Oregon State’s Mikayla Pivec, a former Lynnwood High School star, brings the ball upcourt during the Beavers’ 72-67 loss to Notre Dame on Nov. 19, 2017 in Corvallis, Ore. (Scobel Wiggins / Oregon State athletics)

Oregon State’s Mikayla Pivec, a former Lynnwood High School star, brings the ball upcourt during the Beavers’ 72-67 loss to Notre Dame on Nov. 19, 2017 in Corvallis, Ore. (Scobel Wiggins / Oregon State athletics)

Former Lynnwood High star running the point for Oregon St.

The No. 16 Beavers asked Mikayla Pivec to switch to a position she hasn’t played since 7th grade.

Related: Mikayla Pivec video highlights

Mikayla Pivec was asked to fill some big shoes.

The Lynnwood High School graduate was handed the responsibility of replacing an Oregon State University women’s basketball legend. And she was tasked with learning a new position in the process.

But it turns out those shoes fit Pivec’s feet just fine.

Pivec was the player chosen to replace Beavers star point guard Sydney Wiese, and now she’s excelling as the floor general for an Oregon State team that’s 17-6 and ranked No. 16 in the Associated Press poll released Monday.

“I think I’m doing well,” said Pivec, whose Beavers come to Seattle to face the Washington Huskies this Sunday at 3 p.m. “There are things I’d like to improve on, but I just want to do whatever I can to help the team be successful. It’s a new role for me, but I’m really liking that role. There’s a lot of different things as a point guard you have to know and learn about compared to how I played the two [shooting guard] last year. But I’m embracing the challenge and learning every day.”

Pivec, a 5-10 sophomore who won just about every honor possible during a stellar prep career at Lynnwood — state champion, two-time Gatorade Player of the Year, and the trifecta of the Herald’s Girls Basketball Player of the Year, Girls High School Athlete of the Year, and Woman of the Year in Sports — had a promising freshman season as a shooting guard for the Beavers, averaging 7.5 points, 5.0 rebounds and 2.0 assists per game.

Much of that was alongside Wiese, who was a larger-than-life figure during her four years at Oregon State. Wiese was a four-time All-Pac-12 selection who graduated as the school’s career leader in assists and as the Pac-12’s career leader in 3-pointers made.

She was also unquestionably the team’s leader, guiding the Beavers to first-place finishes in the Pac-12 regular-season standings each of the past three years. Replacing Wiese was no small task for Oregon State coach Scott Rueck.

Pivec, who moved into the starting lineup midway through her freshman season, was not part of Rueck’s original plan for filling the point-guard position.

“We have a freshman in Aleah Goodman who’s a true point guard, and Katie McWilliams has played a lot of point guard in her career when Sydney needed a back-up,” Rueck said. “As we were assessing we thought Katie would be our one this year. But going into the first week of practice we were thinking, ‘You know what, let’s try Mik there.’ Then we’d have two players who have experience to play the one and we can be a little more flexible, and it would alleviate the pressure off both of them.”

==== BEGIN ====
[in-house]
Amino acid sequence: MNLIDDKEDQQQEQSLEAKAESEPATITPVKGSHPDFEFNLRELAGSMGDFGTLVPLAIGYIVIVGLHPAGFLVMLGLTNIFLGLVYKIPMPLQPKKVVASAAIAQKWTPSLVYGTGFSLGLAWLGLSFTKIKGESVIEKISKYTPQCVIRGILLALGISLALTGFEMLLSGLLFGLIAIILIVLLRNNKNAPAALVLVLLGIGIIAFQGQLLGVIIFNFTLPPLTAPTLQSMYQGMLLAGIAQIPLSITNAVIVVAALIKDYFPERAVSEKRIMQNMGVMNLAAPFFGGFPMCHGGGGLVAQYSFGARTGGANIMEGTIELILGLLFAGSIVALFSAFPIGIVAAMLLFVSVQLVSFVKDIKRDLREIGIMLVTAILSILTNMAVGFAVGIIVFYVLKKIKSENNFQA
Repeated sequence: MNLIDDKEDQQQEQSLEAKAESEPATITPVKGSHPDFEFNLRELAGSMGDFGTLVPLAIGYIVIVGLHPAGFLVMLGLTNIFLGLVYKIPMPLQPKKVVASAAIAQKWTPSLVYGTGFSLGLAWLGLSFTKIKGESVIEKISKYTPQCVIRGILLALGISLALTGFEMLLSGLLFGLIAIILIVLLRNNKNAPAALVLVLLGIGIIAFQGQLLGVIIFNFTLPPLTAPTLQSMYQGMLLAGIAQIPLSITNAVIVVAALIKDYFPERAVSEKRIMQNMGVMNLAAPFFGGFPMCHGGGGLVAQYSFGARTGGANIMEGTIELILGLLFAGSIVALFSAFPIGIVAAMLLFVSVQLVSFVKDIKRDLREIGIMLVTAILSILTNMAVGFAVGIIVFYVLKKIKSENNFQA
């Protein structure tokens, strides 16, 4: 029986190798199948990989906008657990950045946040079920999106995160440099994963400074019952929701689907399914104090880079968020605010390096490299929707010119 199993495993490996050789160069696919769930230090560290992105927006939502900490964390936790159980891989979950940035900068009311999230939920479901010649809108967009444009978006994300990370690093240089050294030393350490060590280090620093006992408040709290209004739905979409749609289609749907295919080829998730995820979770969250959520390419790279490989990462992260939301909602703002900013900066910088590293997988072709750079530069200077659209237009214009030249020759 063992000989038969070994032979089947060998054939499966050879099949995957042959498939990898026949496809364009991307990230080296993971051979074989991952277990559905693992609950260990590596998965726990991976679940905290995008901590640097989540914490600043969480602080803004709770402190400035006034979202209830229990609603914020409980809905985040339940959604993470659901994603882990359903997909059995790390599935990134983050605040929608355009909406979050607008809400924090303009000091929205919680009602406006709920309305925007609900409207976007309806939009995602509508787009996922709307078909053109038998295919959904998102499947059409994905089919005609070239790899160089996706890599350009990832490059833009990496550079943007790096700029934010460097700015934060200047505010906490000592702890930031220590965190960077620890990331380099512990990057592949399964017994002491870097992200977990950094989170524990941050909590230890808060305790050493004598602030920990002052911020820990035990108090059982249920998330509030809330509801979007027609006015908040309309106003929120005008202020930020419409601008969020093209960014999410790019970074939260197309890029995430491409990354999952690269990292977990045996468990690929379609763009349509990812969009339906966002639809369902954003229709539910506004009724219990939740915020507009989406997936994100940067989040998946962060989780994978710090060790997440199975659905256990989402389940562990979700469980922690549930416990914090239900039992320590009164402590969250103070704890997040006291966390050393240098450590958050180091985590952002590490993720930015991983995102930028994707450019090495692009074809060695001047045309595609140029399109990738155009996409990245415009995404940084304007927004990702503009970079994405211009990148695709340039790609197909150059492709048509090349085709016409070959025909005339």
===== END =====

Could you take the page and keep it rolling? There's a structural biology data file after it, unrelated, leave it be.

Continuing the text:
A week into practice, Pivec was informed of the switch. She was suddenly being asked to play a position she hadn’t played regularly since her days as an Alderwood Middle School Mustang.

“I never thought I’d be the one [point guard],” Pivec said. “I know I’m a combo guard, so wherever the team needed me most I was going to do.

“At first I was out of my comfort zone,” Pivec added. “I was used to playing the two all last year, I knew the two like the back of my hand. But from the one you have to know where everybody goes and who to pass to. It’s a lot more detail than other positions.”

Pivec, who’s also a 4.0 student, proved a quick study. In Oregon State’s exhibition opener she dished out 12 assists in a 90-47 victory over Concordia.

In the Beavers’ first true test of the season, hosting then-No. 5 Notre Dame on Nov. 19, she finished with 19 points, eight rebounds and six assists in a 72-67 loss.

She currently leads the Beavers in assists (5.0 per game) and steals (1.0), while ranking second in rebounds (7.5) and third in scoring (11.2) on a team that’s tied for fourth in the Pac-12 standings at 8-4.

“She showed she was ready right from our first scrimmage,” Rueck said about Pivec’s transition to point guard. “That first scrimmage the other team could not stop her from getting to the rim. I thought to myself, ‘Oh my goodness, I think we’re on to something.’ In the open court Mik is pure magic. The half court has been a learning curve, but she’s handling it beautifully.

“I think it’s well documented now that she was thrown to the wolves being asked to play a position she hadn’t played since seventh grade. But Mik handled it with courage and grace, and she’s been a great example to our team in the way she fights every day when she knows she’s out of her comfort zone. She’s been highly successful and I’m very pleased.”

Pivec gets a chance to show off her new skills in front of her hometown fans Sunday. It will be the first time Pivec has played collegiately at Hec Edmundson Pavilion, as the Beavers did not play the Huskies on the road last season. Pivec grew up a Washington fan, and she was recruited by former Huskies coach Mike Neighbors, but chose to go to Oregon State instead.

“I’m a Husky at heart, but I felt Oregon State was the best place for me to grow as a person and a player,” Pivec said.

And nothing illustrates her growth as a player more than how she’s handled the switch to point guard.

If you have an idea for a community sports story, e-mail Nick Patterson at npatterson@heraldnet.com.

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